The Vermont Senate approved a bill Thursday during the veto session that would create a new bureaucracy funded by landlords to track and regulate the safety standards for rental units statewide. The upper chamber also voted to override Gov. Phil Scott’s vetoes of noncitizen voting in Winooski and Montpelier.
The bill, S.79, takes what would otherwise be the role of municipal town health safety officers — inspecting rental units — and transfers such duties to the state.
Sen. Randy Brock, R-Franklin, had proposed an amendment to take the registry component out of the bill but it failed. The amendment stirred debate on whether the state or local municipalities are best suited for enforcing rental property standards.
“We have historically had a system that was locally controlled in those municipalities that have inspection systems,” Brock said during the morning session. ” … The registry, I believe, is heavy-handed, and I believe that it goes farther than what we need to do in a complaint-driven system. And [the amendment] simply says that the health officers that are charged with this responsibility with the municipalities simply have to do what they’ve been charged with doing.”
He continued that under the status quo, if the municipality can’t keep up with the work, then the state can step in.
“The municipality has to deal with it, and if they don’t, then the complaint can be passed by the complainant to the state. The state will then check with the municipality to ensure that the town health officer does address the complaint, and if he or she does not then the state will and the bill for that will be sent to the municipality,” Brock said.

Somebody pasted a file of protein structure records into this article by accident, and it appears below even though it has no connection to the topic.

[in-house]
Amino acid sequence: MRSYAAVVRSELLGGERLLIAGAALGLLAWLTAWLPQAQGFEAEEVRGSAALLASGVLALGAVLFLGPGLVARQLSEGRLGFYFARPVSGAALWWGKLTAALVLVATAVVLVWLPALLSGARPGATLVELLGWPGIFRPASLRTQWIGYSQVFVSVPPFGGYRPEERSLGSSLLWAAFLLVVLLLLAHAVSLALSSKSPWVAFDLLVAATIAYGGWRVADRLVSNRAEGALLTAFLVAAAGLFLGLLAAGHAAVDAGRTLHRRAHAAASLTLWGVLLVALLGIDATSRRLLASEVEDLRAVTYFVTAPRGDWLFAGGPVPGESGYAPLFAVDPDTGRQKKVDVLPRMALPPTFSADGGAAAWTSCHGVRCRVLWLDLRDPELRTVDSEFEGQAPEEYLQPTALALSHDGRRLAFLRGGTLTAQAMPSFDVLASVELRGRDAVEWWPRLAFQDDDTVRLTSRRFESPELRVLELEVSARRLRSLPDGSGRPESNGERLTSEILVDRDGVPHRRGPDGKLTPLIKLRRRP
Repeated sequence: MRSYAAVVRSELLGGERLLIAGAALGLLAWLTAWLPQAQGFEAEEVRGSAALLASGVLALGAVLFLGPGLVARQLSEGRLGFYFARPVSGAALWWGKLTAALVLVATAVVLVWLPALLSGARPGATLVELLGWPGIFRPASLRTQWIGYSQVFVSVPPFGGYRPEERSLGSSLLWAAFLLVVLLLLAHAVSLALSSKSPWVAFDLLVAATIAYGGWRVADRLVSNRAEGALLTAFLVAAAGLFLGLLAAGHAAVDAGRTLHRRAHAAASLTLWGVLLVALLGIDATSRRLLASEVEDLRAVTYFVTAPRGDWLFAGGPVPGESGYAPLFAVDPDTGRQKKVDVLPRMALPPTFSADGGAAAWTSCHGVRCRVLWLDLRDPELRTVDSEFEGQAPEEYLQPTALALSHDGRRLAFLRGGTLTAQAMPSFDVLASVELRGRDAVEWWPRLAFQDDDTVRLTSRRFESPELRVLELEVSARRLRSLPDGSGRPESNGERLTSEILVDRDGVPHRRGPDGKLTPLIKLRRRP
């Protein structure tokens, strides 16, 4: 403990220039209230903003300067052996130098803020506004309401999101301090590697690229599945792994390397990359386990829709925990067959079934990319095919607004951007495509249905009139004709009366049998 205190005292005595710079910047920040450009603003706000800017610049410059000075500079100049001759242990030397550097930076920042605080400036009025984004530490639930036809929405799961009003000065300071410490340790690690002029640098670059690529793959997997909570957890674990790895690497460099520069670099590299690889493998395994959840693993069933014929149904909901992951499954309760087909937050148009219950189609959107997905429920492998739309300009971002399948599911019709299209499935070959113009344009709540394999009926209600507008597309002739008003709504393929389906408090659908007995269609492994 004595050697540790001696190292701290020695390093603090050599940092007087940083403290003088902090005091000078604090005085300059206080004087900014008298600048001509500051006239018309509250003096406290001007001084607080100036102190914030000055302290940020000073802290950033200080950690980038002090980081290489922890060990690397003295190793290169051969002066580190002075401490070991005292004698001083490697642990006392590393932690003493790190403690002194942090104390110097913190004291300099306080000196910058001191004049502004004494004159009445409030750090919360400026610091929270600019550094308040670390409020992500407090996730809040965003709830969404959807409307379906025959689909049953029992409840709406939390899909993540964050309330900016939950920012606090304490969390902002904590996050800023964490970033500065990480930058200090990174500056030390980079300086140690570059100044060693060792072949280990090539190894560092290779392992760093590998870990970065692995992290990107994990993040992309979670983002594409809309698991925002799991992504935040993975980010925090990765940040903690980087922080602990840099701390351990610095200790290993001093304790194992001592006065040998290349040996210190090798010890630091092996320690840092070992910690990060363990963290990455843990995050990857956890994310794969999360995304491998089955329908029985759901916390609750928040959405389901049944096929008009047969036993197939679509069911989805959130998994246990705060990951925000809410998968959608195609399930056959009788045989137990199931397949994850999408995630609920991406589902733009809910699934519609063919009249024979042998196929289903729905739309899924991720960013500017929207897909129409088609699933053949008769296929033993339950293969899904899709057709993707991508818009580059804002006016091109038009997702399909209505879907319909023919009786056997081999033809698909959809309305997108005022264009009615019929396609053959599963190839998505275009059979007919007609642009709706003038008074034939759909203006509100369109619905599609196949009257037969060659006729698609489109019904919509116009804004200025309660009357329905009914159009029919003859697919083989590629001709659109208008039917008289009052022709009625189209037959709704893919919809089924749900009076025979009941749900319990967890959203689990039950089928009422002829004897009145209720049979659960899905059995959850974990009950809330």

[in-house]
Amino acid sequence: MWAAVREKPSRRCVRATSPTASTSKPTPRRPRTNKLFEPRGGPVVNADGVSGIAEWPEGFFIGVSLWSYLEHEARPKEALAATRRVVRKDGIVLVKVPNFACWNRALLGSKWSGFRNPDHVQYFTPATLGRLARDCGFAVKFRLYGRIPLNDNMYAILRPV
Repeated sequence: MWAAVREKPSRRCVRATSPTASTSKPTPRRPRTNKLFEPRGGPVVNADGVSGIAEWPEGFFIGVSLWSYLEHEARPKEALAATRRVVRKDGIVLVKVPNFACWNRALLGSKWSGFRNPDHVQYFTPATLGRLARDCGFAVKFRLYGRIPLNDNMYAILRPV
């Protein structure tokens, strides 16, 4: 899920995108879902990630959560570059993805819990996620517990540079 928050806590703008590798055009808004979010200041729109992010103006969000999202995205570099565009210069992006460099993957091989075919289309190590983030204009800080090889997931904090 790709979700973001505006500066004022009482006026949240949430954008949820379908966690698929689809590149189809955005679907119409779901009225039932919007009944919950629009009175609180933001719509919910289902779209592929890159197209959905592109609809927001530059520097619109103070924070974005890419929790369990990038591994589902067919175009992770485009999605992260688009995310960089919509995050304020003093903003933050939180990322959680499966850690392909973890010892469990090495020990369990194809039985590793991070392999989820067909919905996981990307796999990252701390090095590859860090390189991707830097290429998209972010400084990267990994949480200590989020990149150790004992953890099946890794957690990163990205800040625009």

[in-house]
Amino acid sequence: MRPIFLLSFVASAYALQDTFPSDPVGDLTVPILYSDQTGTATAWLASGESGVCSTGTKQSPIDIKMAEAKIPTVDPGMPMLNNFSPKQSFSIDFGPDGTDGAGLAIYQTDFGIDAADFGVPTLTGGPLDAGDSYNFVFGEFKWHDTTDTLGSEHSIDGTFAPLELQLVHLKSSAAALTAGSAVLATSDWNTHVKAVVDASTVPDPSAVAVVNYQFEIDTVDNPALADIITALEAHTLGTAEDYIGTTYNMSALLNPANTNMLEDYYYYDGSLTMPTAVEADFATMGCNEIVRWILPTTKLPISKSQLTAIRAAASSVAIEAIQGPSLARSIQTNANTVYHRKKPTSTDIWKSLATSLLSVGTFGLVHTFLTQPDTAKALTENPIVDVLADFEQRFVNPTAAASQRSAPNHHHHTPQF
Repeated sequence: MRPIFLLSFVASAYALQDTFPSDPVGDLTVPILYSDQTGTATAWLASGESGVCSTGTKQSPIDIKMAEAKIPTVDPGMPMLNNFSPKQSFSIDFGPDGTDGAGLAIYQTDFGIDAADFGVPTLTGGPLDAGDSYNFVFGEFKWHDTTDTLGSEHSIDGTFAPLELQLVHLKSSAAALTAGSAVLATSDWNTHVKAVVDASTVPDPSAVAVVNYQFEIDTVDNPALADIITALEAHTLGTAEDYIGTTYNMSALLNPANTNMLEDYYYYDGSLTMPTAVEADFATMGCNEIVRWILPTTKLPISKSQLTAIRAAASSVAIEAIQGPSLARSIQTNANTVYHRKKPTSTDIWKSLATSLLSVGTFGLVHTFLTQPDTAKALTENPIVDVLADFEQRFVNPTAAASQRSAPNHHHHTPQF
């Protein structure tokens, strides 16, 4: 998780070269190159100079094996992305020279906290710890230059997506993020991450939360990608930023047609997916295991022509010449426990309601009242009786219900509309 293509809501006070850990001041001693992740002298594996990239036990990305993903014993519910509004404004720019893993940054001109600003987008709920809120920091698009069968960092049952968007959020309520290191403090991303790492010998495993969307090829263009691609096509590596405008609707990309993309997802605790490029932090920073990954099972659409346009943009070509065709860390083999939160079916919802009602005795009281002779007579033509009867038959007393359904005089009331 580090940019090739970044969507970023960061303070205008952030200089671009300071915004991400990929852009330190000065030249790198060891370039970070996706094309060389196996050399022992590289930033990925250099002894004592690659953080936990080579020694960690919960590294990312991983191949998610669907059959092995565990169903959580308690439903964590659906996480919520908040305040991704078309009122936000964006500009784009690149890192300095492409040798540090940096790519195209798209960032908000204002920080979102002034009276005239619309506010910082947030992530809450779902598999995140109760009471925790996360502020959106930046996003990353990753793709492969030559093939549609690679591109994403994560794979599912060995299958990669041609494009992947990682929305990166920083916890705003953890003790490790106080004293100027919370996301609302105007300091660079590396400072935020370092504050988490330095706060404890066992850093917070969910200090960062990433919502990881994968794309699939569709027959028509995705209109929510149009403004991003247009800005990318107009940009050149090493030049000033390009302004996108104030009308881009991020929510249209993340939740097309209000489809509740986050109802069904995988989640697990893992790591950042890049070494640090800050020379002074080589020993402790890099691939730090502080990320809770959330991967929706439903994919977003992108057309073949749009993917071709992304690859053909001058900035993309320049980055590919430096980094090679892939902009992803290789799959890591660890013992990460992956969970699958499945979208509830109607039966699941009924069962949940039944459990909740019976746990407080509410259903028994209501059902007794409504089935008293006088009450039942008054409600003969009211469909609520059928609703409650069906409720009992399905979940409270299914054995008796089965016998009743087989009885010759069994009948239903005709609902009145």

Senate Majority Leader Alison Clarkson, D-Windsor, was among those to speak in favor of pushing this work to the state.
“This amendment keeps rental housing inspections with the town health officers leaving the responsibility, liability and costs with the towns, an unfunded mandate,” she said. “The legislature has sent already two working groups over the last decade to do studies on this issue, and the conclusion that each one has reached was that the system of volunteer town health officers doesn’t work effectively.”
According to ipropertymanagement.com, Vermont laws as they exist today require that landlords get one month after notice to take care of repairs.
“In Vermont, landlords are legally required to provide a habitable dwelling and must make requested repairs within 30 days of the request,” it states. “If they do not, then Vermont tenants have the right to make the repairs themselves and deduct the cost from future rental payments or withhold rent entirely.”
The same report states, “Landlords also have certain rights, such as the right to collect rent in a timely manner and the right to deduct for costs associated with damages that exceed normal wear and tear.”
The bill also includes funding to help restore deteriorating rental properties.
“This is a new revolving loan program that will allow subsidies, no-interest loans to be forgiven to the home buyers in an effort to have those home sales go through,” Sen. Michael Sirotkin, D-Chittenden, said.
This will go next to the governor’s desk.
The Senate also approved H.157, a registration of contractors in the construction business that requires contractors follow “standards on construction projects and components of energy-efficient ‘green’ building for insulators, carpenters, and heating and ventilation installers.” The bill includes anti-fraud measures. This bill also is headed to the governor’s desk.
The Senate voted to override the vetoes of H.227 and H.177, which allow noncitizens to vote in local elections for the cities of Winooski and Montpelier. Those bills are now law, as both chambers voted to override the governor’s vetoes.